Saturday, May 12, 2007

Back to the Studio

Six pieces went out via priority mail this morning for the Fabric Exhibit and sale during the QSDS conference in Columbus, Ohio. If you aren't familiar with QSDS, check out for more information. Great classes there.

It was amazing to return to my studio after coming home from teaching at Pro Chem. One of the best things about teaching is how much it inspires me in my own work. I had entries due for the QSDS Fabric Exhibition and I wanted to explore some new ideas with discharges and resists. I took this photograph of the aging walls at Pro Chem; they just begged to be interpreted on cloth.

I wanted to try and translate the stone shapes and patterns around the building. So over the course of this past week, I experimented with a dye and discharge process that I'm planning to use in a new class called Ancient Cloth, techniques for creating aged looking cloth. It is supposed to premiere at Penland School of Craft in 2008; more on that later once it's definite.

I dyed this two yard piece of silk habotai a medium-dark golden brown. Then I covered the surface with Kraft paper that had stone shapes carved out of it, silkscreened on resist and let it dry. Then I took the paper off and silkscreened on more resist. When that dried, I discharged the whole piece, washed and dried it. Finally, I added more contrast by creating those discharge lines around each stone shape. Great fun.

This piece used much the same process as the previous one, although the cloth was longer and dyed in a gradation of light gold to dark brown. I used the same paper resist as the previous piece, but then I took the cutouts from the paper resist and pinned them on top of the remaining fabric. That preserved more of the dark brown from the original cloth while I discharged the area around it.

I dyed this piece a light golden brown and then monoprinted the entire surface with discharge paste. I was tempted to do more but decided I love its simplicity.

This piece, dyed the darkest of all the fabrics, got coated with potato dextrin resist and then I applied the discharge to the dark brown fabric once it dried and crackled.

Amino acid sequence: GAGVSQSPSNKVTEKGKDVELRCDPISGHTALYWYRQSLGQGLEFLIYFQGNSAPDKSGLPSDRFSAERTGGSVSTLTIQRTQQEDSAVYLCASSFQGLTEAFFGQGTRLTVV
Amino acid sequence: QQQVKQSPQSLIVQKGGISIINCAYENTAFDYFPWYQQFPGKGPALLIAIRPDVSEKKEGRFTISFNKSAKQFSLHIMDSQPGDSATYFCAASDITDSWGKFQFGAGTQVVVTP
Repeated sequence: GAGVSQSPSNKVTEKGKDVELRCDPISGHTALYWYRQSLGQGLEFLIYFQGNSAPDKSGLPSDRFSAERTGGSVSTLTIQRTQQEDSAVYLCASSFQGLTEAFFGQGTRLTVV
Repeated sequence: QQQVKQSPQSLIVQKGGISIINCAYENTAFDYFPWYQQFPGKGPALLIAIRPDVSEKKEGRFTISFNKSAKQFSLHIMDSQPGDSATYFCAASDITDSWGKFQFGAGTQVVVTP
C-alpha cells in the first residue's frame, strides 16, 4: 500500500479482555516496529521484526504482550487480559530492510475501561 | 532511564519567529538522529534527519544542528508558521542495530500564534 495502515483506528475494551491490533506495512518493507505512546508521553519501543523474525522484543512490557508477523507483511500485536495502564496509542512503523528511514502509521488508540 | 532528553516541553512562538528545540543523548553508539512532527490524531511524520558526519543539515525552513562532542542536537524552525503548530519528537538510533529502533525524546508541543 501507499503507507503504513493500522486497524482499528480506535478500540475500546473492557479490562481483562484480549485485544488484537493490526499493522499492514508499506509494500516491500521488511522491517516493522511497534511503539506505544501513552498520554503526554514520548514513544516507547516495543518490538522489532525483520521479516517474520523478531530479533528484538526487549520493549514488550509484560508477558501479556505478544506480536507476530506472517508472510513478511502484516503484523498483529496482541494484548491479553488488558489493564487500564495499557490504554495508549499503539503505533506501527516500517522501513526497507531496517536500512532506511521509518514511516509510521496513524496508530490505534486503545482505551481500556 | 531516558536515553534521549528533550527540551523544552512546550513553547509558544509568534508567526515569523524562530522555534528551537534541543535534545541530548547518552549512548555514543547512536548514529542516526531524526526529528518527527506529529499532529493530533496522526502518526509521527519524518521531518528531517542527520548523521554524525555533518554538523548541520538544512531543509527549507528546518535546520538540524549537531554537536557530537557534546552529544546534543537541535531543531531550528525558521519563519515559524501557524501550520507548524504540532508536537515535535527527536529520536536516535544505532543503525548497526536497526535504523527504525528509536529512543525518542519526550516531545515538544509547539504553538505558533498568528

Here's a detail so you can appreciate the beauty of the patterning the dextrin creates.

There is a raw, rustic quality to these pieces that is really exciting me. These are just a few from the pile I've collected with various surface design processes and patterning on them. They range from golden to dark brown. I have ideas about how I want to combine them with stitching to create interesting textural works, but I'm heading out on Thursday for an 18 day trip, first to New Mexico for a week and then the Surface Design Association Conference in Kansas City. These ideas will get put on hold for a bit while the travel and conference class and sessions will stimulate and add new ideas. I'll be posting some of my experiences at the SDA conference in a few weeks.

Thursday, May 3, 2007

Glorious Textures Pro Chem Class

I taught a five-day class called Glorious Textures on Painted Fabrics at Pro Chemical & Dye Corporation in Fall River, Massachusetts April 25-29th. Seven strong, accomplished, talented women attended my first class there; and in a small class you have the advantage of getting to know each other very well. That's a big plus.
Pro Chem's offices and warehouse are located in an old, converted textile mill. Since I am drawn to aging, time worn structures, the exterior was a treasure trove for me. Look at this wonderful, sculptural piece.

The class dove into experimenting and by the end of the week had painted lots of materials and started layering and hand stitching some great samples. Betsy dove into the experimentation -- she was bold about experimenting and loves texture so she didn't hold back! She also started exploring different combinations of stitching -- combining different stitches adds even more interest to a surface.Those long straight stitches on the green shapes work especially well, don't you think?